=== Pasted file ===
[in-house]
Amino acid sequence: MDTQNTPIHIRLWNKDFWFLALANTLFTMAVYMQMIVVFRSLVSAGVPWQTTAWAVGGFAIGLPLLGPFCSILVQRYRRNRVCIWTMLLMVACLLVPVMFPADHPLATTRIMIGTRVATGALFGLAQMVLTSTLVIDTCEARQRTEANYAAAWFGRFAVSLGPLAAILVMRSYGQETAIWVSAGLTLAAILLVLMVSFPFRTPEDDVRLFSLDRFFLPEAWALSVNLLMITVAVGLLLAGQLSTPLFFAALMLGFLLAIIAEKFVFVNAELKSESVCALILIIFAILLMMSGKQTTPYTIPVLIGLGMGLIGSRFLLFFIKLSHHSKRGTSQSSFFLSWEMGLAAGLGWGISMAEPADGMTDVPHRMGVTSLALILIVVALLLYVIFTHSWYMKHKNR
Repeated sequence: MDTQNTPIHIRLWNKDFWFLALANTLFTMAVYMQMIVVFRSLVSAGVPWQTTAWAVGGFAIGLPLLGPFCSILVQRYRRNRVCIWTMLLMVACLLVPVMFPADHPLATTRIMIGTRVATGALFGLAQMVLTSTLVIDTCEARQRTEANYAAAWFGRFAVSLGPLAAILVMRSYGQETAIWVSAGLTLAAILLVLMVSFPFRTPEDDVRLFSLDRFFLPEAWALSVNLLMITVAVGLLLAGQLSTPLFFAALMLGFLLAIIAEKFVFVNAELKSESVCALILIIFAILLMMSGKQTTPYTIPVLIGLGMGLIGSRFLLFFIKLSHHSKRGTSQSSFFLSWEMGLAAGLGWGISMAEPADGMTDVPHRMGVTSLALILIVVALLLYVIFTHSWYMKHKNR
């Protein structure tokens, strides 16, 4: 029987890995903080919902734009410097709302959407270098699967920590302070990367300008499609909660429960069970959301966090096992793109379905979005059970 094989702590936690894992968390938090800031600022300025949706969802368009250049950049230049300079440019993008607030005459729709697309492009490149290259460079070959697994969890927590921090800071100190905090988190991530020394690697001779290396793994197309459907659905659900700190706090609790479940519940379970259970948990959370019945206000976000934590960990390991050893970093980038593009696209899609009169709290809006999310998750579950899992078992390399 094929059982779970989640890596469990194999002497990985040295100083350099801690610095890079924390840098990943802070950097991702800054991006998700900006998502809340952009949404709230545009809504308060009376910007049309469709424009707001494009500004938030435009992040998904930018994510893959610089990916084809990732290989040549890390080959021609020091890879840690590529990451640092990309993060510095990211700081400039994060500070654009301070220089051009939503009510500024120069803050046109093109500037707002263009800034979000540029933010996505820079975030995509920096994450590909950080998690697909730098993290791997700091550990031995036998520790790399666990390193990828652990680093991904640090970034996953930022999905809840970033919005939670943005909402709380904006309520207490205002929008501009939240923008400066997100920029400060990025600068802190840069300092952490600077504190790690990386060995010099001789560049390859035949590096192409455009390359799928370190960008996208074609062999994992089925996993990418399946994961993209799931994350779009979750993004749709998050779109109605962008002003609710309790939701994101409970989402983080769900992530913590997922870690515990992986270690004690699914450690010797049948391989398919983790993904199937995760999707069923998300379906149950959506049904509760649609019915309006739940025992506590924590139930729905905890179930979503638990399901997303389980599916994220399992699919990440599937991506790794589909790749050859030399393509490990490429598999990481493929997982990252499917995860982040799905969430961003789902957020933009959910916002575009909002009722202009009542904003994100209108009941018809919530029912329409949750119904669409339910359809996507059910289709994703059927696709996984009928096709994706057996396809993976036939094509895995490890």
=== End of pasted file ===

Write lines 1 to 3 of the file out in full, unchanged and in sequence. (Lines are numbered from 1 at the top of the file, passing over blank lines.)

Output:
[in-house]
Amino acid sequence: MDTQNTPIHIRLWNKDFWFLALANTLFTMAVYMQMIVVFRSLVSAGVPWQTTAWAVGGFAIGLPLLGPFCSILVQRYRRNRVCIWTMLLMVACLLVPVMFPADHPLATTRIMIGTRVATGALFGLAQMVLTSTLVIDTCEARQRTEANYAAAWFGRFAVSLGPLAAILVMRSYGQETAIWVSAGLTLAAILLVLMVSFPFRTPEDDVRLFSLDRFFLPEAWALSVNLLMITVAVGLLLAGQLSTPLFFAALMLGFLLAIIAEKFVFVNAELKSESVCALILIIFAILLMMSGKQTTPYTIPVLIGLGMGLIGSRFLLFFIKLSHHSKRGTSQSSFFLSWEMGLAAGLGWGISMAEPADGMTDVPHRMGVTSLALILIVVALLLYVIFTHSWYMKHKNR
Repeated sequence: MDTQNTPIHIRLWNKDFWFLALANTLFTMAVYMQMIVVFRSLVSAGVPWQTTAWAVGGFAIGLPLLGPFCSILVQRYRRNRVCIWTMLLMVACLLVPVMFPADHPLATTRIMIGTRVATGALFGLAQMVLTSTLVIDTCEARQRTEANYAAAWFGRFAVSLGPLAAILVMRSYGQETAIWVSAGLTLAAILLVLMVSFPFRTPEDDVRLFSLDRFFLPEAWALSVNLLMITVAVGLLLAGQLSTPLFFAALMLGFLLAIIAEKFVFVNAELKSESVCALILIIFAILLMMSGKQTTPYTIPVLIGLGMGLIGSRFLLFFIKLSHHSKRGTSQSSFFLSWEMGLAAGLGWGISMAEPADGMTDVPHRMGVTSLALILIVVALLLYVIFTHSWYMKHKNR